The Dancing Queens Return

Rating: 4

By Jason Solomons

Here we go again, indeed – the new title for this follow-up is practically suggesting how one must grit one’s teeth into the rictus of forced jollity needed to endure/enjoy the sheer froth of a second jaunt into the world of ABBA songs on a Greek island in the company of people about whom one doesn’t really give even half a hoot.

The plot device to get everyone back together is that Amanda Seyfried has built a hotel, the Bella Donna, in honour of her deceased Mum (Meryl Streep clearly didn’t want to go again), and she’s throwing a Grand Opening party, to which everyone from the last film is invited, plus a few special guests.

Into this, writers Ol Parker and Richard Curtis have rather smartly woven a flashback narrative, following the young Donna (played with a winning, toothy, honey-glowing summery attractiveness by Lily James) and her heady few days in 1979 getting from Oxford to the Greek island, via Paris (cue Waterloo, sung in a Napoleon-themed restaurant, complete with baguettes for sax solos), and some sail boats.

Not that we make any moral judgements, but she does sleep with three different blokes in a few days, and that’s how we never know who is the real Dad out of Colin Firth, Stellan Skarsgård or Pierce Brosnan, whose dashing younger incarnations we meet.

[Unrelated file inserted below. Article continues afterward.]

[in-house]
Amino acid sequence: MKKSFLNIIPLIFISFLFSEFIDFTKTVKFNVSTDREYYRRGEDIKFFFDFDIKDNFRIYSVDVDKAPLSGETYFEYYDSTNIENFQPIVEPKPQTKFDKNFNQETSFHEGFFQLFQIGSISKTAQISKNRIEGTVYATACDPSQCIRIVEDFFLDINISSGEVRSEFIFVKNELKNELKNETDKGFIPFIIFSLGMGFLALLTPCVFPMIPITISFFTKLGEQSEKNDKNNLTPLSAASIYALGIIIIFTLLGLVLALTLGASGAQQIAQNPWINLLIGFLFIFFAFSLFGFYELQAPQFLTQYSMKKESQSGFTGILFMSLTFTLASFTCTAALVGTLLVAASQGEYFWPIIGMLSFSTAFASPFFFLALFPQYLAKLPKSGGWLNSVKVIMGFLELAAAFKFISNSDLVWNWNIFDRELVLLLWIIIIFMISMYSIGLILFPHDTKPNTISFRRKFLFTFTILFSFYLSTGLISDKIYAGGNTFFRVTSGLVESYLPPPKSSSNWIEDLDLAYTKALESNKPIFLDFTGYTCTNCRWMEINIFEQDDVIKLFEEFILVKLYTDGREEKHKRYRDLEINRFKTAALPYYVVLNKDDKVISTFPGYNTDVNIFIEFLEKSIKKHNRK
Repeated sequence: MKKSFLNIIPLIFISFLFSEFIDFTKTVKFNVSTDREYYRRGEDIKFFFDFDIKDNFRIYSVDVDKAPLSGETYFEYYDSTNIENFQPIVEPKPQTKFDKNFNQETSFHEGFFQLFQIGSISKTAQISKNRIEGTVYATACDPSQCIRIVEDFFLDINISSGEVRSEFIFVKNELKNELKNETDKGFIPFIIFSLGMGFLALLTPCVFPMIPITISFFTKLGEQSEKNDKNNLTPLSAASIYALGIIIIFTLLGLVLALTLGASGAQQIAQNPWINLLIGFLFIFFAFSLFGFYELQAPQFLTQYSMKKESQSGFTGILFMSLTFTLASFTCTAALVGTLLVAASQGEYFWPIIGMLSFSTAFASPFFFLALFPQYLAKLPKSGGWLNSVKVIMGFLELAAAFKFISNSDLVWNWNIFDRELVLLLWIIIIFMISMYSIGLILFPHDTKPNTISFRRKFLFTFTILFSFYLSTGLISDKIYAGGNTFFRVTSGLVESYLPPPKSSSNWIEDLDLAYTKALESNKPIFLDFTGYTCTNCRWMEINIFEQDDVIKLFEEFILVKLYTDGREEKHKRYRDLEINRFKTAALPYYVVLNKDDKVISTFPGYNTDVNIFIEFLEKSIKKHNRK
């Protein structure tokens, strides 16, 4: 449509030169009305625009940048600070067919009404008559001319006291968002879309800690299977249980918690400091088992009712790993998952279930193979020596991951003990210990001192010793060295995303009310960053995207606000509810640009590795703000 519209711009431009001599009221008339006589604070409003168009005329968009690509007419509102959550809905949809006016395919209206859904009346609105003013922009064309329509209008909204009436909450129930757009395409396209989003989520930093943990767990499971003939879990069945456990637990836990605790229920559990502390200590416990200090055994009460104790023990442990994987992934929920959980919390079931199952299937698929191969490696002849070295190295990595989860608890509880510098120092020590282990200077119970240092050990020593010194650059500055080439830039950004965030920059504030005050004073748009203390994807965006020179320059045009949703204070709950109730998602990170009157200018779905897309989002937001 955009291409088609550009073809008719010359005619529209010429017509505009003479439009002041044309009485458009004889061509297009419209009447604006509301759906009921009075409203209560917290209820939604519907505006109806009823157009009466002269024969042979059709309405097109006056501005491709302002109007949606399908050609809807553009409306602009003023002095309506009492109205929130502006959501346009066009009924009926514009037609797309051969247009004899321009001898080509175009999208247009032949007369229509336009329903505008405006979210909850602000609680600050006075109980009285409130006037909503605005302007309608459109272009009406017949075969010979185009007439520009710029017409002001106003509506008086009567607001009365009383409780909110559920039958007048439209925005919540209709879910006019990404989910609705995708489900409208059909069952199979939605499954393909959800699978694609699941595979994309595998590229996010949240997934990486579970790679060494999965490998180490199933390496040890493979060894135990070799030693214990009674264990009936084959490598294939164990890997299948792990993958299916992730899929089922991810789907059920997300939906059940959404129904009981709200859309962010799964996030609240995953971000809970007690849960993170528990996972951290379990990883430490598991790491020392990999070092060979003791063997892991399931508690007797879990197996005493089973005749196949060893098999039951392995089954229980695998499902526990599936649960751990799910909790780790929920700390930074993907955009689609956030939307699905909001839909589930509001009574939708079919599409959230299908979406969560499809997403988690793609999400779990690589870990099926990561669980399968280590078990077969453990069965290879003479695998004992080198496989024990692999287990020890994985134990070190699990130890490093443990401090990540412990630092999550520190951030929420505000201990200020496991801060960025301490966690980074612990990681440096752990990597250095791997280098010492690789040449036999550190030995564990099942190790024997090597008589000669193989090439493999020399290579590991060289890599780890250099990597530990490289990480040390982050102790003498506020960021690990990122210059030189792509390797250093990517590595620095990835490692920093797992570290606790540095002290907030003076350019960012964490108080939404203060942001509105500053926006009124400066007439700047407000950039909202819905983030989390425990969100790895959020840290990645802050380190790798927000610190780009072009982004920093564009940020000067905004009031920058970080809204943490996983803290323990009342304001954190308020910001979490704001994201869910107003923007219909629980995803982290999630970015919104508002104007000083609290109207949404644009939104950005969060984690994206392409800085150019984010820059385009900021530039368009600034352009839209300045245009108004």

I must say, the casting and seamless time- toggling is the best thing about the film – all the young actors look and sound like the people they grow up to become. And I admired the witty choreography, bringing out nuances in the songs and lyrics, boosting the story as it skips back and forth, cramming in a great deal of backstory and tangential singing into a very economical run time of under two hours. Parker, who alsodirects, deserves great credit for this. Of course it’s whimsical, summery nonsense, but it never pretends to be anything else and all performers commit to it with gusto. I can’t say the first film left me wanting more, but given that it’s a ride I’m being forced to take anyway, there’s no point in grumping from the sidelines and hurling critical clichés at the shimmering blue canvas.

No. One must give oneself over to it, like a Club Med holiday, and enjoy the cheesiness (feta, of course) – to the point where you’re so giddy with silliness that you find Cher and Andy Garcia singing Fernando a blast of comic genius, or have to check yourself tapping along to Name of the Game, or suddenly realising you know all the words to One of Us, even as Dominic Cooper’s rendition tries to put the song out of its misery forever.

What can I say? you’ll love Mamma Mia! – and that’s an order.